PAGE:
CLEVELAND -- A serial killer will be put to death for murdering 11 women and dumping their bodies around his property, a judge ruled Friday.
Anthony Sowell should die by lethal injection for his crimes, Judge Dick Ambrose ruled, accepting the sentencing recommendation of the jury that convicted Sowell of aggravated murder.
Sowell, 51, never looked at victims' relatives as they spoke during the sentencing hearing. He also ignored the judge when asked if he wanted to speak and never moved when the judge asked him to sign a court document. His attorney, John Parker, said Sowell didn't want to speak and signed the sex-offender reporting requirement document for Sowell.
Dozens of relatives were in the courtroom. As the hearing began, deputies passed around boxes of tissues to the relatives and warned against any outburst.
Sowell was seated in court wearing an orange jail jumpsuit, his hands cuffed with waist chains. He was arrested on Halloween 2009, two days after police went to his house on a sexual-assault complaint and began finding bodies.
He went on trial in June and was convicted July 22 on 82 counts: aggravated murder, kidnapping, corpse abuse and evidence tampering.
Assistant Cuyahoga County Prosecutor Pinky Carr has said the case "screamed death penalty." Her prosecution colleague, Richard Bombik, said "if this guy doesn't get the death penalty, nobody should."
Sowell's defense team, John Parker and Rufus Sims, rested without calling witnesses and instead focused on sparing his life with sympathetic testimony about his troubled childhood, his Marine Corps service and good behavior while serving 15 years for attempted rape.
The women began disappearing in 2007, and prosecutors say Sowell lured them to his home with the promise of alcohol or drugs. Police discovered the first two bodies and a freshly dug grave in late 2009 after officers went to investigate a woman's report that she had been raped there.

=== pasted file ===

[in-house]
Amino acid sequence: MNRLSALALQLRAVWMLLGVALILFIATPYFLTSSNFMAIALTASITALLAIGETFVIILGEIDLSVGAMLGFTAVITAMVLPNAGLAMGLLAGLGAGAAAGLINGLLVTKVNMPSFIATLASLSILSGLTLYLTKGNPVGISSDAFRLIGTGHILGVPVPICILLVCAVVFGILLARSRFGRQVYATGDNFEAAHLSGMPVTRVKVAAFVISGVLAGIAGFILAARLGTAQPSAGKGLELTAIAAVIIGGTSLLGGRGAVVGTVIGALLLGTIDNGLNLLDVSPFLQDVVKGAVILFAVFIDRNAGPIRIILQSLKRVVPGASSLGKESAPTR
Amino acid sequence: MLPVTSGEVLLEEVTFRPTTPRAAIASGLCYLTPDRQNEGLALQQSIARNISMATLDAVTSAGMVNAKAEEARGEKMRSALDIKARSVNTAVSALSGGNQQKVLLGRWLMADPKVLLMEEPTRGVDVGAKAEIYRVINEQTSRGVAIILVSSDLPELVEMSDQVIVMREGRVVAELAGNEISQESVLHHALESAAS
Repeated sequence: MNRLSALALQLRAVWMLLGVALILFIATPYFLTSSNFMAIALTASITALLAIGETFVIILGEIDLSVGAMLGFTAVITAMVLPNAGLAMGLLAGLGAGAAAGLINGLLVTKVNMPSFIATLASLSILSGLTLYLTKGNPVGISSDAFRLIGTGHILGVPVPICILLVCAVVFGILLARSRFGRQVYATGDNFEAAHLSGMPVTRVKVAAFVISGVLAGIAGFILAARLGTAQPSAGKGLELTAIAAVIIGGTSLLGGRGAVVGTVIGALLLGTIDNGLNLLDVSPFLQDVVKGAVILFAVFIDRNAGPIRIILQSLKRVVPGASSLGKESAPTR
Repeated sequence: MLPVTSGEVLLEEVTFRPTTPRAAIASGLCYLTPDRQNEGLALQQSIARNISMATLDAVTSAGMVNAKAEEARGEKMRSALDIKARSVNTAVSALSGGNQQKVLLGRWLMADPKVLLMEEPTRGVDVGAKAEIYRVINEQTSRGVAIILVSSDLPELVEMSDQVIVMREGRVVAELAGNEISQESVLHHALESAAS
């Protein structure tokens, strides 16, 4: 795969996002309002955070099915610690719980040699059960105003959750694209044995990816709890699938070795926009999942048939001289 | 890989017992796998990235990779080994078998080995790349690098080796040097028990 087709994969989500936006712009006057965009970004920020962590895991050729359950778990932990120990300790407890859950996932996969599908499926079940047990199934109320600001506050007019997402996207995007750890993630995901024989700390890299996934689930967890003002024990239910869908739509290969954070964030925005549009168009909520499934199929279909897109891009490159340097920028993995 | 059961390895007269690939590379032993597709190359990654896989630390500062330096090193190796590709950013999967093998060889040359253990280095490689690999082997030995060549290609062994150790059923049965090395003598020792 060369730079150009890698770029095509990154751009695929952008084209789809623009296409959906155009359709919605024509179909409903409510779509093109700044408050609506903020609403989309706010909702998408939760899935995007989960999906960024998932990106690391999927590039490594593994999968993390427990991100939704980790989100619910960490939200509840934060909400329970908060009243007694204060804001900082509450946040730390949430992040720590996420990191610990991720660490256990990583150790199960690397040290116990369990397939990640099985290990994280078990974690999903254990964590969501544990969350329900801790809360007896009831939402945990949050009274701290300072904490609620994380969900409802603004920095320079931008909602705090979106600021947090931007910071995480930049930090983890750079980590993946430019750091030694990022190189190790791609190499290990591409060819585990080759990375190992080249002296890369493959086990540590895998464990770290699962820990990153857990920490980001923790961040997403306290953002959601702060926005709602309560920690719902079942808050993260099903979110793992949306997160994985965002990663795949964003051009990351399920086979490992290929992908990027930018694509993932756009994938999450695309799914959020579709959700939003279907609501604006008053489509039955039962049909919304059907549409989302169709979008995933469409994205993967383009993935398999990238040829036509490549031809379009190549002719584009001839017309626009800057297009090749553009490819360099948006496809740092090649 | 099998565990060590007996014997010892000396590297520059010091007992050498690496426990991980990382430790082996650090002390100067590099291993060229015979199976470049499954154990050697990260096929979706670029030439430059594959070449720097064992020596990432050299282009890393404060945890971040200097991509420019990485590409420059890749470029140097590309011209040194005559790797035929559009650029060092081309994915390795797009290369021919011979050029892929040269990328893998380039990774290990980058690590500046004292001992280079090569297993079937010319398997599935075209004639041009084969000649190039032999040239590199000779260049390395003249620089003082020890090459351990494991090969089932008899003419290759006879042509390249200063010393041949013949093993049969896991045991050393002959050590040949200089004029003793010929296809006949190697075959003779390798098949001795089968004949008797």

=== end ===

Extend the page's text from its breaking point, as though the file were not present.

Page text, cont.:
Many of the slain women had been missing for weeks or months, and some had criminal records. They were disposed of in garbage bags and plastic sheets, then dumped in various parts of the house and yard. There was little left of one victim: a skull in a plastic bucket with non-human bite marks on the edge.
The rotting bodies created an overpowering stench that neighbors blamed on an adjacent sausage factory. The owner spent $20,000 on new plumbing fixtures and sewer lines, to no avail.
Most of the victims were nude from the waist down, strangled with household objects and had traces of cocaine or depressants in their systems. All the victims were black, as is Sowell.
Jurors sat through weeks of disturbing and emotional testimony before convicting Sowell. They saw photographs of the victims' blackened, skeletal corpses lying on autopsy tables and listened to police describe how their bodies had been left to rot in Sowell's Cleveland home and backyard.
Sowell took the stand Monday to make an unsworn statement in which he apologized.
"The only thing I want to say is I'm sorry," Sowell told the jury. "I know that might not sound like much, but I truly am sorry from the bottom of my heart."
The jury didn't buy it: They said his statement, which was guided by questions from Parker, sounded rehearsed and lacked remorse.
Sowell wasn't subject to cross-examination, so prosecutors didn't get to ask why he killed the women and lived in the house for two years with their remains bagged in corners or buried in the backyard.
Sowell mostly sat impassively during the trial but smiled at childhood recollections by a half-brother and a greeting from his stepmother's 88-year-old mother, who looked up from the witness stand and seemed surprised to see him.